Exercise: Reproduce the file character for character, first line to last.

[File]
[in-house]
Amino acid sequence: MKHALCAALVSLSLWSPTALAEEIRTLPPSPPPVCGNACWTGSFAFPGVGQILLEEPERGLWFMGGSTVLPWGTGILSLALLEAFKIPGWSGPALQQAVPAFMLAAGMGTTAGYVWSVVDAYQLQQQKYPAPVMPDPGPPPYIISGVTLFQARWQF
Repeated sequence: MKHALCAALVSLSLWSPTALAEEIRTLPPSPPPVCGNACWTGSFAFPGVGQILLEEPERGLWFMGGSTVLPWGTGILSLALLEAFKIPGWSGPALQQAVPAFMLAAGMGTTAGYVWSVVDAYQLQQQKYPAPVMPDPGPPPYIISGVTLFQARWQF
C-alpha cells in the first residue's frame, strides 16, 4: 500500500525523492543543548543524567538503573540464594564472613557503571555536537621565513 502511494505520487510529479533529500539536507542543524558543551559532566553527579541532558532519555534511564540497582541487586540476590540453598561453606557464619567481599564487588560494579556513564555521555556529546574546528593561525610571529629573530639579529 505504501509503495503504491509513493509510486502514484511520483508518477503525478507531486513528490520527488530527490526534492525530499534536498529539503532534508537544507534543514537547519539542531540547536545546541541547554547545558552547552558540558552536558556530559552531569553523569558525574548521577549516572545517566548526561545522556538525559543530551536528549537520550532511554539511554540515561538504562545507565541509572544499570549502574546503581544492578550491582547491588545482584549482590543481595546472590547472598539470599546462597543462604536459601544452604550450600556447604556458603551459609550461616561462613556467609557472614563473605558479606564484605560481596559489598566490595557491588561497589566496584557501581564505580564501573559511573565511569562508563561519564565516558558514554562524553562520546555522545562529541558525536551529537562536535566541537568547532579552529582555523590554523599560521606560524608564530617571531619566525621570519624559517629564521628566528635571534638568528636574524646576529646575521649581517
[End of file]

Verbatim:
[in-house]
Amino acid sequence: MKHALCAALVSLSLWSPTALAEEIRTLPPSPPPVCGNACWTGSFAFPGVGQILLEEPERGLWFMGGSTVLPWGTGILSLALLEAFKIPGWSGPALQQAVPAFMLAAGMGTTAGYVWSVVDAYQLQQQKYPAPVMPDPGPPPYIISGVTLFQARWQF
Repeated sequence: MKHALCAALVSLSLWSPTALAEEIRTLPPSPPPVCGNACWTGSFAFPGVGQILLEEPERGLWFMGGSTVLPWGTGILSLALLEAFKIPGWSGPALQQAVPAFMLAAGMGTTAGYVWSVVDAYQLQQQKYPAPVMPDPGPPPYIISGVTLFQARWQF
C-alpha cells in the first residue's frame, strides 16, 4: 500500500525523492543543548543524567538503573540464594564472613557503571555536537621565513 502511494505520487510529479533529500539536507542543524558543551559532566553527579541532558532519555534511564540497582541487586540476590540453598561453606557464619567481599564487588560494579556513564555521555556529546574546528593561525610571529629573530639579529 505504501509503495503504491509513493509510486502514484511520483508518477503525478507531486513528490520527488530527490526534492525530499534536498529539503532534508537544507534543514537547519539542531540547536545546541541547554547545558552547552558540558552536558556530559552531569553523569558525574548521577549516572545517566548526561545522556538525559543530551536528549537520550532511554539511554540515561538504562545507565541509572544499570549502574546503581544492578550491582547491588545482584549482590543481595546472590547472598539470599546462597543462604536459601544452604550450600556447604556458603551459609550461616561462613556467609557472614563473605558479606564484605560481596559489598566490595557491588561497589566496584557501581564505580564501573559511573565511569562508563561519564565516558558514554562524553562520546555522545562529541558525536551529537562536535566541537568547532579552529582555523590554523599560521606560524608564530617571531619566525621570519624559517629564521628566528635571534638568528636574524646576529646575521649581517